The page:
- 2. Remember–We are doing a circular warping pattern not a circle 8 pattern. This means that we are traveling around both top and
bottom beams. Start by tying off the beginning warp at the bottom of the loom on either the right side or left side of the loom. The las t and the first warp on each side will not be woven on. The beginning and ending warps will also have a tendency to hang out in the middle. These two warp allow you to untie or cut and turn the weaving. It’s also the one warp on each size that you might need to lengthen using an over hand knot or a fisherman’s knot around the loom and then retie in the new position when the weaving advanced around the beams. (See Tapestry 101 for the how to illustration for tying these two knots.)There will be an empty warp thread on both sides of the weaving. I try and keep it a little ways away from the warps that are circling around the beams when I warp. These first and last warps warp will not travel through a heddle- They just hang out until needed.
3. Circle around the loom with the warp being careful to place each warp in the proper slot of the spring at the top and the bottom(Bottom spring is optional.) Just be careful if you are not using a bottom spring not to cross the warps as you go around the bottom beam. (if they do cross they are fairly easy to uncross with an awl as long as the top warps are properly in there spring.)
4. Circle the two beams of the loom continually until the allotted width is wrapped or warped. When wrapping try and keep the wraps of warp at a 90m decree angle. The protractor is an easy way of checking the angle that the warps are wrapped
5. Try for an even tension as you wrap. It’s really important when doing the circular warping that you place warps- side by side and don’t cross the warps.6. Tie off warps on bottom beam. That warp and knot also will hang out in the middle of the beam-not even or flat with the rest of the warps. They can be used to check spacing and pull-in or pull out by comparing the distance between the first an last warp and the weaving . (For later-The main importance or job of these two warps is for tying on and off if you are going to weave a larger tapestry that can be
pulled around the two bars and the springs as you weave and move around the beams as you go. Being able to move the fell line around the beams allows you to weave on the back and the front and keep the fell line at slightly below the shoulders and above the elbows-breast height. What this means is you’re not stuck with a static fell line, but one that can be moved into better safer-more comfortable positions. The fell line and the tapestry can be lowered and moved around the beam allowing you to weave a greater distance, multiple tapestries and larger pieces on a smaller loom. Now you know the secret of where I learned about knotting.)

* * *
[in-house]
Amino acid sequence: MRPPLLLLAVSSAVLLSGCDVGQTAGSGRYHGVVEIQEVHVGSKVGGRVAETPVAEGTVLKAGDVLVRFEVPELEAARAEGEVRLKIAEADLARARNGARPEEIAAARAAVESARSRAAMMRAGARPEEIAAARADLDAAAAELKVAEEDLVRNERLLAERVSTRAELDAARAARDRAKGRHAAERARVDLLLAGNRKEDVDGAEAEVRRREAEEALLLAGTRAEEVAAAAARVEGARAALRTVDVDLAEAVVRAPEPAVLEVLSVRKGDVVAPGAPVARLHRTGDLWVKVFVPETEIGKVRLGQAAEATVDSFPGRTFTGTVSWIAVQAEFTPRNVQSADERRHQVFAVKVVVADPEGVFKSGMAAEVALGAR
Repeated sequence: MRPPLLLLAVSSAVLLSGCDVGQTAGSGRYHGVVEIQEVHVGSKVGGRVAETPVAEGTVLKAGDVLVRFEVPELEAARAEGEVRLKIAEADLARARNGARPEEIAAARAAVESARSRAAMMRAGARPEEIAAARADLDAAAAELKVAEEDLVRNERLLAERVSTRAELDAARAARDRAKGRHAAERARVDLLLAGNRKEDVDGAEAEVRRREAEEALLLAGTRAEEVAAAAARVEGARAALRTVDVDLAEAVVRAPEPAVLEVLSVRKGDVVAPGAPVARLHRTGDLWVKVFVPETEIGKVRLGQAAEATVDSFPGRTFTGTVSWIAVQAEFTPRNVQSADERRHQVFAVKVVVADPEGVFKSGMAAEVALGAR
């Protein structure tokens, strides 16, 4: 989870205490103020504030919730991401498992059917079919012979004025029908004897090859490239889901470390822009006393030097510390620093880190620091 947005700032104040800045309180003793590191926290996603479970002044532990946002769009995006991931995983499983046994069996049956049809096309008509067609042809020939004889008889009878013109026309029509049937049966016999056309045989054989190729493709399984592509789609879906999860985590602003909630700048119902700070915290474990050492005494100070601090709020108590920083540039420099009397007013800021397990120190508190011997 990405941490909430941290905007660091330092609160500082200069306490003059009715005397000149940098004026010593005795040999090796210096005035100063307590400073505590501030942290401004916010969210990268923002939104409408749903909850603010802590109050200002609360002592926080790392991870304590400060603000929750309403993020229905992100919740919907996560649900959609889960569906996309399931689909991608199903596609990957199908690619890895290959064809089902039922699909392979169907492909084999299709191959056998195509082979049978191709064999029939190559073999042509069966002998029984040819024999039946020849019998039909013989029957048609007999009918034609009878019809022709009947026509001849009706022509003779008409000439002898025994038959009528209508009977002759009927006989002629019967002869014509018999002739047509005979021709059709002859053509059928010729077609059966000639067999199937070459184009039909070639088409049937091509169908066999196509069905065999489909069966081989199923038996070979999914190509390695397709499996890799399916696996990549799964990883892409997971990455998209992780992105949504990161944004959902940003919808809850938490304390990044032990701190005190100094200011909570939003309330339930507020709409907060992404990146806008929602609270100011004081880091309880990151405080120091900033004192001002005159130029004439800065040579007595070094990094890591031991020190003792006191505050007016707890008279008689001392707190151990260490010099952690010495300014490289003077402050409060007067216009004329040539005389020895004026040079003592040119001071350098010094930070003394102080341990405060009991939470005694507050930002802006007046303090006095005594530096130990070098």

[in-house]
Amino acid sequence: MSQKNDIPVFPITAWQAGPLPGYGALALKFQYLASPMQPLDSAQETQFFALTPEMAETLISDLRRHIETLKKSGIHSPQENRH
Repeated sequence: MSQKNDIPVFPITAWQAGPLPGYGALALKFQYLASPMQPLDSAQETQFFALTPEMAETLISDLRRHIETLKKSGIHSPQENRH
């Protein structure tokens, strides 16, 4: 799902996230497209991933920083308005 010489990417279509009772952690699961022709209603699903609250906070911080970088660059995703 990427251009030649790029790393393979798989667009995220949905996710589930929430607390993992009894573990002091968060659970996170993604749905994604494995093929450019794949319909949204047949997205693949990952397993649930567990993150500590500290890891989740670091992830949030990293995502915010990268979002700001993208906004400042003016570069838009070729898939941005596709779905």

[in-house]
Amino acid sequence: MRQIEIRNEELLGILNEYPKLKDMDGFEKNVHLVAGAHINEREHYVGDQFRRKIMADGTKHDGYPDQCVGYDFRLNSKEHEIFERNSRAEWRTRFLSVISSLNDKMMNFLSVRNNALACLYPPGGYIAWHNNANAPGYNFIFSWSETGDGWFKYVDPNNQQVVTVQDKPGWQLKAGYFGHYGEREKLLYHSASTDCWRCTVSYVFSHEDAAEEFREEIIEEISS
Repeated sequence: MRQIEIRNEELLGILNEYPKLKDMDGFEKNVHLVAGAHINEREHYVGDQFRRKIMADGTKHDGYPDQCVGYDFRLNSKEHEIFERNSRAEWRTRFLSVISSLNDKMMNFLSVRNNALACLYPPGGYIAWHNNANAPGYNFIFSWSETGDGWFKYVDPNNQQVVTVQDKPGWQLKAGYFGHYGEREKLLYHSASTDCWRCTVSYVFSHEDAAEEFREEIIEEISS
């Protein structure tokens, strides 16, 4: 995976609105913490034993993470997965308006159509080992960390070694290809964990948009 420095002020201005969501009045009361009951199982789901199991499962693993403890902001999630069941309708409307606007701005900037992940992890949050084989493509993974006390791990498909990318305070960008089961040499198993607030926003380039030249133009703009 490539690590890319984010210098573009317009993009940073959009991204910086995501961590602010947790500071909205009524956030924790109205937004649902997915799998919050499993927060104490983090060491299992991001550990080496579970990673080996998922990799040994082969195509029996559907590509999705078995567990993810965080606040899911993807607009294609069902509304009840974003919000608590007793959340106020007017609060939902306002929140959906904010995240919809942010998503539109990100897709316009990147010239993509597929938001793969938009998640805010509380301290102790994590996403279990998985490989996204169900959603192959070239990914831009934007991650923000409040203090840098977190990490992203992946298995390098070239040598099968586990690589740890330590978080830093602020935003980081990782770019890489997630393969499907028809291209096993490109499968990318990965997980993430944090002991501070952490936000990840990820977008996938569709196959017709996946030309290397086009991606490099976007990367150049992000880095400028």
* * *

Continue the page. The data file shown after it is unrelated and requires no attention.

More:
6. Now that you have the required amount of warps. Tie off on the bottom beam. This last warp will not be woven on. So move it slightly out of place. It also does not travel through a heddle neither does the first tied on warp. Even if you don’t turn the warp around the beam don’t weave on them since they like to hang out in the middle they can distort or curl the edges of your weaving as they try to escape the weaving in back to being in the middle of the beam if they are woven on or in. If when you turn around the beam those ends become to short you can just tie more warp thread to the ends and finish tying up. A fisherman’s knot is great for this(yep-just like in the boy scout knot manual and PathFinder information.
7. Space the warps a bit. Look for cross overs/twists and fix or move into place. This is really important. It’s better to do the checking now then wait for the tragedy that will eventually happen with cross overs. Check between the layers of weft and at the back top and bottom beams. use an awl or a brassy bob to straighten your warps and correct crossovers-not your finger nails.
8. Tighten up the warp a bit on both sides to begin to tension the warp and also makes it more difficult for the individual warps to move around as you are finishing warping. This is also a good time to put the bars/rods through the springs.
You are now at The point that you can choose the next step You can weave the Mirrix without heddles or with and a copper usually no heddles. You can add the heddle bar, heddles, treadle or hand switch or Spencer at this time. If your not using heddles go to the next section and weave in the rods.
- Cut your heddles and have them ready to add.
- Put the rods through the springs at the top and the bottom to hold the warps in order. The bottom spring is optional, but if your using it place the rod through
that spring also.
- Weave a rod over and under through the warps so that it is easier to see and pick up the warps in the correct order. shove it up evenly close to the top of the loom, but under where the heddles will go around the warps. This also gives you something to use to check the order of the warps at the top spring. It will be pulled out once the heddles are on. Or, at the bottom edge of the loom weave in the 3 metal rods below where heddles will be added to the rod. Either way works.
Now that you have warped the loom in a circular fashion, it is the time to put the heddle bar in place.
- Attach the heddle bar. I lower the heddle bar so I can add the heddles sitting down at a comfortable level. Make sure both the heddle bars can be turned so that the heddle rods will be at the top and bottom of the bar. Occasionally, with the rod in if not perfectly centered a tiny bit of the bar will peak out on one side of the rod anchors and can keep the bar from turning. So check it out and if necessary re-center the rod so it’s out way of the way and where it belongs.